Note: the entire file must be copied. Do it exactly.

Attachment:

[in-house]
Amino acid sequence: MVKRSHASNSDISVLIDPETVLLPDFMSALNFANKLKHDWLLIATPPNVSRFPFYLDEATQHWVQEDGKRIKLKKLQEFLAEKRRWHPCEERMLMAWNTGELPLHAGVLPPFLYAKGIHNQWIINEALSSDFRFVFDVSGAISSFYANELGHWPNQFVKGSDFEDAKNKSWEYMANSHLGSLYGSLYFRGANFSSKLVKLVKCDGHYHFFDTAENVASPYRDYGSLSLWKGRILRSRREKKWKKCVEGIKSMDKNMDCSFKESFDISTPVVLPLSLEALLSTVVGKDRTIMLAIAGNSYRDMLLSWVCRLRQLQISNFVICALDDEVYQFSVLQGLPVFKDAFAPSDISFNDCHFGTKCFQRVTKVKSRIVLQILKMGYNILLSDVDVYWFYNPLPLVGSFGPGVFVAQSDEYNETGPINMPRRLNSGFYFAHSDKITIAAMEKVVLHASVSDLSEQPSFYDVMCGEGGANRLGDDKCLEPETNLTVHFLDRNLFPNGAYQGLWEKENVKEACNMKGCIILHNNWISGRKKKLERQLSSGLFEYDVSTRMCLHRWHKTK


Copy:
[in-house]
Amino acid sequence: MVKRSHASNSDISVLIDPETVLLPDFMSALNFANKLKHDWLLIATPPNVSRFPFYLDEATQHWVQEDGKRIKLKKLQEFLAEKRRWHPCEERMLMAWNTGELPLHAGVLPPFLYAKGIHNQWIINEALSSDFRFVFDVSGAISSFYANELGHWPNQFVKGSDFEDAKNKSWEYMANSHLGSLYGSLYFRGANFSSKLVKLVKCDGHYHFFDTAENVASPYRDYGSLSLWKGRILRSRREKKWKKCVEGIKSMDKNMDCSFKESFDISTPVVLPLSLEALLSTVVGKDRTIMLAIAGNSYRDMLLSWVCRLRQLQISNFVICALDDEVYQFSVLQGLPVFKDAFAPSDISFNDCHFGTKCFQRVTKVKSRIVLQILKMGYNILLSDVDVYWFYNPLPLVGSFGPGVFVAQSDEYNETGPINMPRRLNSGFYFAHSDKITIAAMEKVVLHASVSDLSEQPSFYDVMCGEGGANRLGDDKCLEPETNLTVHFLDRNLFPNGAYQGLWEKENVKEACNMKGCIILHNNWISGRKKKLERQLSSGLFEYDVSTRMCLHRWHKTK